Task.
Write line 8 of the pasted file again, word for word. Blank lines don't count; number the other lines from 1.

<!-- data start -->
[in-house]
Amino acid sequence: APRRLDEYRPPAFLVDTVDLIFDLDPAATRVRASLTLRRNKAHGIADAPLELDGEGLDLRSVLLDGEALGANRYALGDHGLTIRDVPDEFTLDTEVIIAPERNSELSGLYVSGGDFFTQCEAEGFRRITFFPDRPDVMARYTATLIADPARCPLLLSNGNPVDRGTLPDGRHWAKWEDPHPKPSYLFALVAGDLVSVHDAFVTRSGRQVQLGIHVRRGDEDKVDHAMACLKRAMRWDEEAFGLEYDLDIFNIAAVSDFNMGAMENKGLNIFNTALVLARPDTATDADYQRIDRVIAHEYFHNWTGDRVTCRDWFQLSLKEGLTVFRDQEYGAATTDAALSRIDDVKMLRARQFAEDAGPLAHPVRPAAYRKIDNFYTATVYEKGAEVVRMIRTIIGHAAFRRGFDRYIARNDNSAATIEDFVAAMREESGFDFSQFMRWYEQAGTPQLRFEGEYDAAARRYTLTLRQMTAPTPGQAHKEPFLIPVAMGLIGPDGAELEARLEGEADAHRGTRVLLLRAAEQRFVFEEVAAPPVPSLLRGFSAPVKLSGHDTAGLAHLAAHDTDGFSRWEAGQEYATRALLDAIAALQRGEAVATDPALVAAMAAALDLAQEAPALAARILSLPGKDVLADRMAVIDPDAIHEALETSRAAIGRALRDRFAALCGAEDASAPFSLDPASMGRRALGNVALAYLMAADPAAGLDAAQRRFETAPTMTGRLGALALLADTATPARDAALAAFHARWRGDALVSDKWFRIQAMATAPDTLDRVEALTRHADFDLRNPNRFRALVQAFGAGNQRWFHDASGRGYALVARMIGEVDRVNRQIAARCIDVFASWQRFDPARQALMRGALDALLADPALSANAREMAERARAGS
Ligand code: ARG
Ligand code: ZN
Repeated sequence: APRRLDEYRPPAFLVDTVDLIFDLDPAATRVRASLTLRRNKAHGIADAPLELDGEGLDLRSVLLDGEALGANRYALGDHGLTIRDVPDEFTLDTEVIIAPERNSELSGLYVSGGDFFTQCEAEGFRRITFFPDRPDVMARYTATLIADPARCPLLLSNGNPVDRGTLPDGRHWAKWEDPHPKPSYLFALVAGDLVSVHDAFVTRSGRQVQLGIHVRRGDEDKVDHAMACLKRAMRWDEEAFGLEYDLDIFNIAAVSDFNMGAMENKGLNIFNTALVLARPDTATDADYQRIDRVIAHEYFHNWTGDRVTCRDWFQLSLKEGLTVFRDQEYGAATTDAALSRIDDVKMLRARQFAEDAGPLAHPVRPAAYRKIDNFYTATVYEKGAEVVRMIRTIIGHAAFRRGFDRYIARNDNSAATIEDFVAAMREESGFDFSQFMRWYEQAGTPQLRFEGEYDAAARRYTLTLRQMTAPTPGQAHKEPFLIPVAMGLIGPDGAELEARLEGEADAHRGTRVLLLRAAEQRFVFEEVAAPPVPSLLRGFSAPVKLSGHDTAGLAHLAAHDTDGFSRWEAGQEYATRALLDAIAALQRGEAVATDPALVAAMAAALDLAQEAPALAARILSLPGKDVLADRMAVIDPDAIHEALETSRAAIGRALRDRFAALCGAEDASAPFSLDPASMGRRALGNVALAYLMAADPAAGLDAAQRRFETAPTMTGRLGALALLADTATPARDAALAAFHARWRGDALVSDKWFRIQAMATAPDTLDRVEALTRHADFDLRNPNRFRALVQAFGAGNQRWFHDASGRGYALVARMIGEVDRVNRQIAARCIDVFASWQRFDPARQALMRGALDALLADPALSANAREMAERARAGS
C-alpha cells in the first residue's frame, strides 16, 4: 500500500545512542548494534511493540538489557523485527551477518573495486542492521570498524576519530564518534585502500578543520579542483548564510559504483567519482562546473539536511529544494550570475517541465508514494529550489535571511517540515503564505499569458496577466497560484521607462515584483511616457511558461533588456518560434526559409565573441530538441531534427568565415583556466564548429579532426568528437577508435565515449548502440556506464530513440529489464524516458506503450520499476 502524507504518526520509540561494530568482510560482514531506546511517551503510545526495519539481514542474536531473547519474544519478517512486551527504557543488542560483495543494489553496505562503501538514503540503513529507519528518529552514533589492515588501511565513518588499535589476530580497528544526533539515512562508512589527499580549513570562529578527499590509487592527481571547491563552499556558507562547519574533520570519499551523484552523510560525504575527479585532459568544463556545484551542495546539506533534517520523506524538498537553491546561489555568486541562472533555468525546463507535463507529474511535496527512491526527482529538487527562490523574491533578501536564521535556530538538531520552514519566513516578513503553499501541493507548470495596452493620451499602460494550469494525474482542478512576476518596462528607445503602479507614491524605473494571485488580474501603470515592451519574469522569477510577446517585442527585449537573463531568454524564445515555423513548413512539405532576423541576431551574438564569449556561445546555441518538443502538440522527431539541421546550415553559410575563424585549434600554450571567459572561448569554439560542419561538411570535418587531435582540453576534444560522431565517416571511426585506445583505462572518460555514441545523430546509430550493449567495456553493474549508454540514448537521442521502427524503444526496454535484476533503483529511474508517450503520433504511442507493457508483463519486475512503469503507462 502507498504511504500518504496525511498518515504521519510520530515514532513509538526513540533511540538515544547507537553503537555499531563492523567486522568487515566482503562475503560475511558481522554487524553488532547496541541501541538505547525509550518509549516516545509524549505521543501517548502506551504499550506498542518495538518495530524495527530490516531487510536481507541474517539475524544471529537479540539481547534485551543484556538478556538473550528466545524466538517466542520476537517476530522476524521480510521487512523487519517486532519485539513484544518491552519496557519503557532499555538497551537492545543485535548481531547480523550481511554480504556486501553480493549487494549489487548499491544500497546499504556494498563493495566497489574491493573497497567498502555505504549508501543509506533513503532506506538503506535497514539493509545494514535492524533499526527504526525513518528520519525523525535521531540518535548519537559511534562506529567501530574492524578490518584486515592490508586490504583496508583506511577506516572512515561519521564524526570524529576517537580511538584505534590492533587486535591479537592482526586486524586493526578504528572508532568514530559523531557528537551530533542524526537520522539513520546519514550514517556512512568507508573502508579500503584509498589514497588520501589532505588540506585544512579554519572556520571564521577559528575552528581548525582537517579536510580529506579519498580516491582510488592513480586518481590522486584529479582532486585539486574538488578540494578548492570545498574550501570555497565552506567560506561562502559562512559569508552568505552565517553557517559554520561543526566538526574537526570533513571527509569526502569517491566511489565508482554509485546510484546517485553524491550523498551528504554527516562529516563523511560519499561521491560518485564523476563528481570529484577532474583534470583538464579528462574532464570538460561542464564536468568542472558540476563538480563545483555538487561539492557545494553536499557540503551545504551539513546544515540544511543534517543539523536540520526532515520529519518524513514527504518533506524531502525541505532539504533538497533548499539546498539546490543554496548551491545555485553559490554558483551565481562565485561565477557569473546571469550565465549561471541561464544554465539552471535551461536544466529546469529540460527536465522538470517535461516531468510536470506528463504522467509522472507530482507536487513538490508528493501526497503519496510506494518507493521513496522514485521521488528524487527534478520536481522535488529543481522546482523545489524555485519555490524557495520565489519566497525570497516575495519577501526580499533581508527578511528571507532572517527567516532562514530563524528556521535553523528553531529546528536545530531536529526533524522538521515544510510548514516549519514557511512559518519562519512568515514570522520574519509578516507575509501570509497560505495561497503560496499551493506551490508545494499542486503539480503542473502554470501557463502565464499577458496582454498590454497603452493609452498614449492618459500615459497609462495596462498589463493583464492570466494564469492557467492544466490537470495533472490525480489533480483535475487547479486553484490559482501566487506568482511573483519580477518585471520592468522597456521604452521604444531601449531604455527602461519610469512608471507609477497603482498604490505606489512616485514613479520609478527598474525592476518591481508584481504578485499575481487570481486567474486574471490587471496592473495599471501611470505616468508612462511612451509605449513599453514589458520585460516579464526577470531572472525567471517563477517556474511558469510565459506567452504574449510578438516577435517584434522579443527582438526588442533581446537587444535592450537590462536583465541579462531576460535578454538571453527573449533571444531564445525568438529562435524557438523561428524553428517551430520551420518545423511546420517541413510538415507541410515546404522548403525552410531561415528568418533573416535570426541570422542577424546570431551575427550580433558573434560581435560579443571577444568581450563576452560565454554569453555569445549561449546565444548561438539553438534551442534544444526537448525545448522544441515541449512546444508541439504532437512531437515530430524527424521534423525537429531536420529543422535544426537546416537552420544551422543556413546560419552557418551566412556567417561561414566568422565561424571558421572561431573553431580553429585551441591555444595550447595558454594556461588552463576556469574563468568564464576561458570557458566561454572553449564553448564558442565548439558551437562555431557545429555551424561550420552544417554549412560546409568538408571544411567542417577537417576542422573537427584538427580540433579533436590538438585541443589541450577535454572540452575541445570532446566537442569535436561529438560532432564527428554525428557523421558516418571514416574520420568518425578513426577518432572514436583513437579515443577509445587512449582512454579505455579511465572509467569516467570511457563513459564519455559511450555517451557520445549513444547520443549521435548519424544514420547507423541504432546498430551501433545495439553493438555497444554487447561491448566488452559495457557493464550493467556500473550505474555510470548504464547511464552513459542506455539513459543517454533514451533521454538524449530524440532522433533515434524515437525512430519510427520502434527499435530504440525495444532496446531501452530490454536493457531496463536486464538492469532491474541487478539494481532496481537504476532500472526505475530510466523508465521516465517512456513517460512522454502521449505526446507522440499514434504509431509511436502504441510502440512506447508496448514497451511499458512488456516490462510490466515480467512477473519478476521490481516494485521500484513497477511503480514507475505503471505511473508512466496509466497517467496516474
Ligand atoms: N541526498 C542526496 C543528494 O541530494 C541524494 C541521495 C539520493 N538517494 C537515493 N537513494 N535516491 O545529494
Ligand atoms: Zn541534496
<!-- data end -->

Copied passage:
Ligand atoms: Zn541534496